Only Murders in the Building
The 101 Scariest Horror Movie Moments of All Time
The Zone: Survival Mission
Last Week Tonight (Season 9, Episodes 23-30)
Link: Eat, Love, Kill
Star Trek: TOS (Season 3, Episodes 13-18)
Los Espookys (Season 2)
Floor is Lava (Season 3)
Nailed It! (Season 7)
Young Actors Retreat
Adamas (abandoned, possibly for good)
I’m only going to talk about a handful of these shows today, considering roughly half this list is made up of variety programs and the like. You should be pretty safe on spoilers, too, since I’m too lazy to create a Spoiler Section right now. (Unless you check out the links, that is. Some of the links do have spoilers, so beware!)
With that all said, let’s get to it.
“The Mark of Gideon”
(I usually try to get GIFs or videos from the episode in question, but I’m having difficulty with that lately, so the excellent Swear Trek will have to do!)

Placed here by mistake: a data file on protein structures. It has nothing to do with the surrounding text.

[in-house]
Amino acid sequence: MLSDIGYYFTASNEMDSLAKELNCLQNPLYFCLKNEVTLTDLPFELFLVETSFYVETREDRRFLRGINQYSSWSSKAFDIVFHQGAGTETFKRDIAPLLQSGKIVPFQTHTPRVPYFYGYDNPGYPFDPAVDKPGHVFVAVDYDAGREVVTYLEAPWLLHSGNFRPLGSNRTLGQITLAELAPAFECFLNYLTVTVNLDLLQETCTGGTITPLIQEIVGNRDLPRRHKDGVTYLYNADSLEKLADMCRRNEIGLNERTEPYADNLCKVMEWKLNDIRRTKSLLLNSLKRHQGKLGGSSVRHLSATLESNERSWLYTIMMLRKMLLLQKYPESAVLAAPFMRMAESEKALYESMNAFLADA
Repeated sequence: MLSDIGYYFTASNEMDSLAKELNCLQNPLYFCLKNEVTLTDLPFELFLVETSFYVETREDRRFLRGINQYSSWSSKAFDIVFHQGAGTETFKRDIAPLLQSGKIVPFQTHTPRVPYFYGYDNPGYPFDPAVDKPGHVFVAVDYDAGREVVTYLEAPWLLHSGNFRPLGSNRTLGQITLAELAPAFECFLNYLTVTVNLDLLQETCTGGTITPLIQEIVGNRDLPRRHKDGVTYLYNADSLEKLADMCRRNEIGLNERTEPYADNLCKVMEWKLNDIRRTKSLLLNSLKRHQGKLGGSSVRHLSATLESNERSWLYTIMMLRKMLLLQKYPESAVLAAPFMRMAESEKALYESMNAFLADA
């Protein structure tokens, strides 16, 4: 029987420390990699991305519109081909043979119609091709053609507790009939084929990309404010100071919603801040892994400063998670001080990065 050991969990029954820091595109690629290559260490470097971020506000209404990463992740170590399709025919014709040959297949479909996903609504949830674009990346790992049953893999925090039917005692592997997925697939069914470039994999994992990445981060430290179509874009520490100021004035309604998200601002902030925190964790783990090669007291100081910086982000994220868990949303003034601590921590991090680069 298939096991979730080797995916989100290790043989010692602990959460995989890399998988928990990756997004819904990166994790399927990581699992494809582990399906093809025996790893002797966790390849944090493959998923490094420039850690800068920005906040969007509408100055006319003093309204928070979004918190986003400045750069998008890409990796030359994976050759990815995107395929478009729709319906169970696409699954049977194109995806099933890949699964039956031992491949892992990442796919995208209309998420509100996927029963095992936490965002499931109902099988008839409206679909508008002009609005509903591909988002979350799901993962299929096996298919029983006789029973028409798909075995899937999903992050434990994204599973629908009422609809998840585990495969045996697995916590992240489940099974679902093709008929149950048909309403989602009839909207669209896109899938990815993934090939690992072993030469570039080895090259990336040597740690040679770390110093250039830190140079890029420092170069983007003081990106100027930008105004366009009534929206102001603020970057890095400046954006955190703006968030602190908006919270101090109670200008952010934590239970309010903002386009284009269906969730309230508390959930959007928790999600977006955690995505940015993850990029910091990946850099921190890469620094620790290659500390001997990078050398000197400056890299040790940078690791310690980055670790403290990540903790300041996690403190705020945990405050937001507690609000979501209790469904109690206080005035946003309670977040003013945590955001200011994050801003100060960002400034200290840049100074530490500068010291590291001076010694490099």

Like a lot of TOS episodes, “The Mark of Gideon” starts out really fun, and then just kinda . . . falls apart. The Enterprise orbits the planet Gideon for some “join our cool Federation” negotiations. Only Kirk is allowed to beam down, though; once he does, he mysteriously goes missing, ending up on a duplicate Enterprise with a bruise on his arm and a small gap in his memory. Excellent! The only other person aboard is Odona, who says she has no memory of how she got there. Meanwhile, Hodin (the Gideon leader) won’t let anyone beam down to search for Kirk, and Starfleet Command orders Spock to play along, even though they know Hodin is behind Kirk’s abduction. Spock isn’t allowed to interfere unless he has definite proof that Jim is in imminent danger.